Thursday, 28 July 2011

New Beginnings

After the endings (see previous post) new beginnings commence… I started my new job this Monday!!!

I have to admit that I didn’t sleep that well on Sunday night! It’s not like I was stressed about the job itself, I knew that the first day would be uneventful. However, I had a constant worry about being late! I kept on waking up every hour, an hour and half, startled checking the clock. At the end I arrived well in advance and I had a coffee in a nearby coffee shop.

My first days at work were pretty much as expected. Most of my new colleagues are away on holidays and there are many empty desks at the moment. I’m being told everything I need to know about the systems I’ll be handling. The data stored is related to the finances of the company. There are things and procedures I’m not familiar with but I hope I’ll be fine. I’m not worried about the IT stuff, although the responsibility level has increased since the data is related to lots and lots of thousands of pounds.

My new manager is quite a character. He is fairly short and round with long beard. The only thing missing is an axe and he could play a dwarf at Lord of the Rings. He does swear a lot and is so politically incorrect. The first day he mentioned some stuff to me I would never ever say to a person I first met! Thus, I might need to increase my ‘macho’ level. Maybe start frantically following a soccer team, pick my nose in public once or twice, scratch my balls or spit on the floor! OK, that might be a bit too much… At first I was worried but I saw my younger female colleague telling him off so much, it was quite funny. He even accepts it with a loud laughter. So, hopefully he is a dog who barks but doesn’t bite. I’ll be a bit careful though.

You’ll have to excuse me though because I will be blogging less frequent than before. I can’t type anything while being at work now. I’m in probation period anyway and I have to be extra careful. In addition, while being in the office I am generally more tense than before in an unfamiliar new environment with all this new things to learn. That means that when I get home I feel pretty exhausted and I don’t even turn my PC on.
At least I look good in a suit…

Friday, 22 July 2011


Although I had an amazing time on holidays, I’m now back and I have to face reality:

Today is my last day in my (now old) job!
That’s the first job I’ve started after finishing my postgraduate degree in that foreign county I know call home. It was weird cleaning out my desk yesterday. I’ve been in that same job for more than 3.5 years and it’s the very first proper 9 – 5 (approximately) job I ever had. I’ve learnt so much here and I met some wonderful and some not so wonderful people. I believe that I’ll leave with some very good memories.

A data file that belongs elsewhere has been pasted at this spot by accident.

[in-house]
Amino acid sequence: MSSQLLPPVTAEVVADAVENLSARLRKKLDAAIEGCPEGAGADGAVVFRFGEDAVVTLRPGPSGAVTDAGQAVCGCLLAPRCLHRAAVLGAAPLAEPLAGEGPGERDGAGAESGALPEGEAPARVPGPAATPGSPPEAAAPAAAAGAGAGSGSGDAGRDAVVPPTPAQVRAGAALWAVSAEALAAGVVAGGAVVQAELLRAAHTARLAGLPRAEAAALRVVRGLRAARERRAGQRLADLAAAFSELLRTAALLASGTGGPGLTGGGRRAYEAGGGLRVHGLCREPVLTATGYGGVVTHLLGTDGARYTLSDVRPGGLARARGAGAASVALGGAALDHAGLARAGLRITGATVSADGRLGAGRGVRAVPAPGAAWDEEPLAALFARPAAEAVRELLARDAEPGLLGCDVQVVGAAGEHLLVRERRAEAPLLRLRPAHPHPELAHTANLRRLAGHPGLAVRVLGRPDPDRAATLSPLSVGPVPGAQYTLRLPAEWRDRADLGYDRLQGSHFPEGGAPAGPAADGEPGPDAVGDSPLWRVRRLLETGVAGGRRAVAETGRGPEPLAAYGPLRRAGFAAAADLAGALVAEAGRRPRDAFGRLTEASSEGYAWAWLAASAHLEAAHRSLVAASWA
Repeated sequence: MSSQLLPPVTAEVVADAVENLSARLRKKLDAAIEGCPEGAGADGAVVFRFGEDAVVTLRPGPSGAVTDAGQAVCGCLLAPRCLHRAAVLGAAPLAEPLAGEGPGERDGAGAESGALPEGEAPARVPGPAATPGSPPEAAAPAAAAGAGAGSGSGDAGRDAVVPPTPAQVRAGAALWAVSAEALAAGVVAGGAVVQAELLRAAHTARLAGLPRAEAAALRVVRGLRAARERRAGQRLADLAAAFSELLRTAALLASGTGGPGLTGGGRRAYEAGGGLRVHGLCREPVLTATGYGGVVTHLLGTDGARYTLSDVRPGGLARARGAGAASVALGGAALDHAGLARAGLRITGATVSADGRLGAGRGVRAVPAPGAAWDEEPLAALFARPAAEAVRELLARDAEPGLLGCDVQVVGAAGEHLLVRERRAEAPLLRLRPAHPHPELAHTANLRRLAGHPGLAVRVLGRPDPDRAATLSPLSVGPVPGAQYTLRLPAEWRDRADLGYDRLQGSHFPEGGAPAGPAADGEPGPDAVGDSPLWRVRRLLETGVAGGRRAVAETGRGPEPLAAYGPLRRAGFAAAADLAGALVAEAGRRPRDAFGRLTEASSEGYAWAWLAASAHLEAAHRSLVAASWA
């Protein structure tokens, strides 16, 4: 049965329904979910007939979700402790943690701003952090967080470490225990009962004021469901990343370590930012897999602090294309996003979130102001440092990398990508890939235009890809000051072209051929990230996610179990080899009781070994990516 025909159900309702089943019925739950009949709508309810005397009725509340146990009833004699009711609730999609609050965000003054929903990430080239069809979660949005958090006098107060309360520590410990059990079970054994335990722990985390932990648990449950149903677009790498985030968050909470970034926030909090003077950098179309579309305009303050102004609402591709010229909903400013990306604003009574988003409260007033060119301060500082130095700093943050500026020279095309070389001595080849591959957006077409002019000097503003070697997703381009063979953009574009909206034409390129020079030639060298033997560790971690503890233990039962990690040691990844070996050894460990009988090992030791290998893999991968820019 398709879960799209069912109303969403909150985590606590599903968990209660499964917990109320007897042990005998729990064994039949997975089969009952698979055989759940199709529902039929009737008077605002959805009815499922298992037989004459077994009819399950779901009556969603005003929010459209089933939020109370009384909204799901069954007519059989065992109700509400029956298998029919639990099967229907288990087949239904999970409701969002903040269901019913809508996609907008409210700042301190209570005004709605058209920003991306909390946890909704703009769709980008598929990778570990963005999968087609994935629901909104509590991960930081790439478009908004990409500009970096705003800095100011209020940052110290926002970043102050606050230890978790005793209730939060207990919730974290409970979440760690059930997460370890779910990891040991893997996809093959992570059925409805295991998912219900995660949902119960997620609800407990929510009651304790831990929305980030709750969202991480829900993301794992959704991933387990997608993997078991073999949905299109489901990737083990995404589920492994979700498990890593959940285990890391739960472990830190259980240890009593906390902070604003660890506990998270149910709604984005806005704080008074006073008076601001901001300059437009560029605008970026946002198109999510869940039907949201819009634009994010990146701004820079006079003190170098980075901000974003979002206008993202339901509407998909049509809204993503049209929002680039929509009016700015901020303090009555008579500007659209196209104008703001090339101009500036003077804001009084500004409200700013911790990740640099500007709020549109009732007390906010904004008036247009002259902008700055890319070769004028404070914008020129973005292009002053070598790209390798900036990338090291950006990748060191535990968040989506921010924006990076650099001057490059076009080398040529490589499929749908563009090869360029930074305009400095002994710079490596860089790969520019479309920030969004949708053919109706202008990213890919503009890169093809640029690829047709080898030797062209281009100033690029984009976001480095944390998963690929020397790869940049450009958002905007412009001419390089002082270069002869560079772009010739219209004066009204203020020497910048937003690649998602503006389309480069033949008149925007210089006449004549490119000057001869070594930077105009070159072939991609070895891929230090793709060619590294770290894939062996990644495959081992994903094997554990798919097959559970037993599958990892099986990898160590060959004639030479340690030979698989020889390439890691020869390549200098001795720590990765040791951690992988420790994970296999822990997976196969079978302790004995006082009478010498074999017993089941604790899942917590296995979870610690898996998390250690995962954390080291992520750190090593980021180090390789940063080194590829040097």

I remember the first day I arrived at work, in our old building when my company was still a branch of a bigger national. Just before the recession we became independent which was actually perfectly timed. Anyway, I hadn’t asked about the dress code and I arrived in suit and tie. Things here are far less formal and everybody was in jeans. Of course they made fun of me! I had troubles remembering everybody’s names and I mixed a few. I was also too self cautious to do anything like go get a cup of coffee or even go to the toilet. I was such a newbie (understandably). I didn’t know how people in England work.

I was amazed at the way people took their lunch brakes. Everybody simply gets up and leaves, minding their business. At first I found that rude, even if it seems so natural now. The first days I always asked in the open plan office if anybody would like something from outside before getting up to go have my lunch. I was always getting negative replies, so I stopped doing it.

What’s also funny is the day we first went all together to the local pub. I wasn’t still very familiar to the pub culture and I didn’t know the rules. I hadn’t learnt that the most serious work meetings take place in the pub and that you learn so much about your work and colleagues there. I even had my progress meetings there! I didn’t know about the beer rounds and how you never offer money for your drink but instead you offer the next drink round when available! Anyway, during my first visit to the pub with my colleagues I did the moral sin of asking for coffee! Almost everybody was amazed! Being Greek, having a coffee at 5:30 on Friday afternoon seemed normal! I would never do the same mistake…

I am lucky enough that today, my last day, is the day of my company’s ‘Summer Treat’. That means that we’ll all go out and enjoy our day! We’ve planned a visit to the Olympic village to take a tour in the newly built Stadiums and then for dinner. That means that everybody will be there and I don’t have to plan goodbye drinks with possible people not making it.

According to custom, I’ll soon receive a goodbye card, a small gift and a small speech. I hope I don’t get emotional (that will be embarrassing). On Monday morning I have to check in my new job… New rules, new people… How exciting (and stressful)!